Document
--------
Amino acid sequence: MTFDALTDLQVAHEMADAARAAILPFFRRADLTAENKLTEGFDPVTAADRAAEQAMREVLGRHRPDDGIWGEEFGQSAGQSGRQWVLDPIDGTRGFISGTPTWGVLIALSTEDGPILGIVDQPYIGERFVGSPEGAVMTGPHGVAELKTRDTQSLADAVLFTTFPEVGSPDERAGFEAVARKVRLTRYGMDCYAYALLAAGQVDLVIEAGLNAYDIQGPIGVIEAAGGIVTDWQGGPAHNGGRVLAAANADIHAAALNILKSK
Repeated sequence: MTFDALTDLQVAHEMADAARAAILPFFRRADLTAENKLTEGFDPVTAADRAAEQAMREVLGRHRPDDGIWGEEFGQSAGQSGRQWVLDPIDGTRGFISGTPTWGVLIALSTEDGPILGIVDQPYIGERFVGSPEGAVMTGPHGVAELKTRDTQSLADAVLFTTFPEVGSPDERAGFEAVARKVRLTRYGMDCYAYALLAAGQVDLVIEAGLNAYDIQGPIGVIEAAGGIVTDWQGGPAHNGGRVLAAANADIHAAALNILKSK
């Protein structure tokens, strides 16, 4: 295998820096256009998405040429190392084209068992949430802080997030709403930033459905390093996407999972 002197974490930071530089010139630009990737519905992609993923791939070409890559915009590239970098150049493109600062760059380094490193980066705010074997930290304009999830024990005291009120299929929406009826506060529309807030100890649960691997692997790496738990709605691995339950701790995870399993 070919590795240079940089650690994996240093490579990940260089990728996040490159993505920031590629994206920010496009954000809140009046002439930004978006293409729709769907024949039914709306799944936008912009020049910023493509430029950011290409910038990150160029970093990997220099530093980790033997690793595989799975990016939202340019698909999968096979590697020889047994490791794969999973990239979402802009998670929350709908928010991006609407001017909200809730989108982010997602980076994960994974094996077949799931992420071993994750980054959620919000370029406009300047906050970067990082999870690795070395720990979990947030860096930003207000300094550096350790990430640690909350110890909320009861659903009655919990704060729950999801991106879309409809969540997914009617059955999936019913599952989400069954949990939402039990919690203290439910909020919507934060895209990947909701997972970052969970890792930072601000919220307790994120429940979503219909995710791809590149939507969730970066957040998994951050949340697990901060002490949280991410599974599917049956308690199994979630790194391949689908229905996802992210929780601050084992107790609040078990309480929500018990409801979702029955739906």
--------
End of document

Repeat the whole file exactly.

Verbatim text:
Amino acid sequence: MTFDALTDLQVAHEMADAARAAILPFFRRADLTAENKLTEGFDPVTAADRAAEQAMREVLGRHRPDDGIWGEEFGQSAGQSGRQWVLDPIDGTRGFISGTPTWGVLIALSTEDGPILGIVDQPYIGERFVGSPEGAVMTGPHGVAELKTRDTQSLADAVLFTTFPEVGSPDERAGFEAVARKVRLTRYGMDCYAYALLAAGQVDLVIEAGLNAYDIQGPIGVIEAAGGIVTDWQGGPAHNGGRVLAAANADIHAAALNILKSK
Repeated sequence: MTFDALTDLQVAHEMADAARAAILPFFRRADLTAENKLTEGFDPVTAADRAAEQAMREVLGRHRPDDGIWGEEFGQSAGQSGRQWVLDPIDGTRGFISGTPTWGVLIALSTEDGPILGIVDQPYIGERFVGSPEGAVMTGPHGVAELKTRDTQSLADAVLFTTFPEVGSPDERAGFEAVARKVRLTRYGMDCYAYALLAAGQVDLVIEAGLNAYDIQGPIGVIEAAGGIVTDWQGGPAHNGGRVLAAANADIHAAALNILKSK
């Protein structure tokens, strides 16, 4: 295998820096256009998405040429190392084209068992949430802080997030709403930033459905390093996407999972 002197974490930071530089010139630009990737519905992609993923791939070409890559915009590239970098150049493109600062760059380094490193980066705010074997930290304009999830024990005291009120299929929406009826506060529309807030100890649960691997692997790496738990709605691995339950701790995870399993 070919590795240079940089650690994996240093490579990940260089990728996040490159993505920031590629994206920010496009954000809140009046002439930004978006293409729709769907024949039914709306799944936008912009020049910023493509430029950011290409910038990150160029970093990997220099530093980790033997690793595989799975990016939202340019698909999968096979590697020889047994490791794969999973990239979402802009998670929350709908928010991006609407001017909200809730989108982010997602980076994960994974094996077949799931992420071993994750980054959620919000370029406009300047906050970067990082999870690795070395720990979990947030860096930003207000300094550096350790990430640690909350110890909320009861659903009655919990704060729950999801991106879309409809969540997914009617059955999936019913599952989400069954949990939402039990919690203290439910909020919507934060895209990947909701997972970052969970890792930072601000919220307790994120429940979503219909995710791809590149939507969730970066957040998994951050949340697990901060002490949280991410599974599917049956308690199994979630790194391949689908229905996802992210929780601050084992107790609040078990309480929500018990409801979702029955739906």